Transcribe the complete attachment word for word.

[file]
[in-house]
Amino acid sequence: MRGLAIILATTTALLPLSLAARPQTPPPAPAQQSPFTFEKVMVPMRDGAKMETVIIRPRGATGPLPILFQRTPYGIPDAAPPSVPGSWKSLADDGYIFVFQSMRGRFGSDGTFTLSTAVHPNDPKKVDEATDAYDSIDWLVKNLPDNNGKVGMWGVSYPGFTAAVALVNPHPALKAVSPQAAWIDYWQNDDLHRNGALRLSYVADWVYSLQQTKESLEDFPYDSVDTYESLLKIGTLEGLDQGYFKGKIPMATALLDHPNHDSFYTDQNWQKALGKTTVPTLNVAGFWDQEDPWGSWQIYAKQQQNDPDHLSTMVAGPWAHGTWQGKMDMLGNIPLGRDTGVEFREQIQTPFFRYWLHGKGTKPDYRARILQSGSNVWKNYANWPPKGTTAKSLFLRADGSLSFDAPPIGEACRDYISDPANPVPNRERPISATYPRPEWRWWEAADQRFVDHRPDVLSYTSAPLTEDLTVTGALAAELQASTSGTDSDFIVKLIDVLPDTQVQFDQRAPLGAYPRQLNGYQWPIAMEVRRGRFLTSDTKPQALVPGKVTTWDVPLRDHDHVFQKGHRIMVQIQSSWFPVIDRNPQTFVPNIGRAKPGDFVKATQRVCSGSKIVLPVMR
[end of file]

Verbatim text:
[in-house]
Amino acid sequence: MRGLAIILATTTALLPLSLAARPQTPPPAPAQQSPFTFEKVMVPMRDGAKMETVIIRPRGATGPLPILFQRTPYGIPDAAPPSVPGSWKSLADDGYIFVFQSMRGRFGSDGTFTLSTAVHPNDPKKVDEATDAYDSIDWLVKNLPDNNGKVGMWGVSYPGFTAAVALVNPHPALKAVSPQAAWIDYWQNDDLHRNGALRLSYVADWVYSLQQTKESLEDFPYDSVDTYESLLKIGTLEGLDQGYFKGKIPMATALLDHPNHDSFYTDQNWQKALGKTTVPTLNVAGFWDQEDPWGSWQIYAKQQQNDPDHLSTMVAGPWAHGTWQGKMDMLGNIPLGRDTGVEFREQIQTPFFRYWLHGKGTKPDYRARILQSGSNVWKNYANWPPKGTTAKSLFLRADGSLSFDAPPIGEACRDYISDPANPVPNRERPISATYPRPEWRWWEAADQRFVDHRPDVLSYTSAPLTEDLTVTGALAAELQASTSGTDSDFIVKLIDVLPDTQVQFDQRAPLGAYPRQLNGYQWPIAMEVRRGRFLTSDTKPQALVPGKVTTWDVPLRDHDHVFQKGHRIMVQIQSSWFPVIDRNPQTFVPNIGRAKPGDFVKATQRVCSGSKIVLPVMR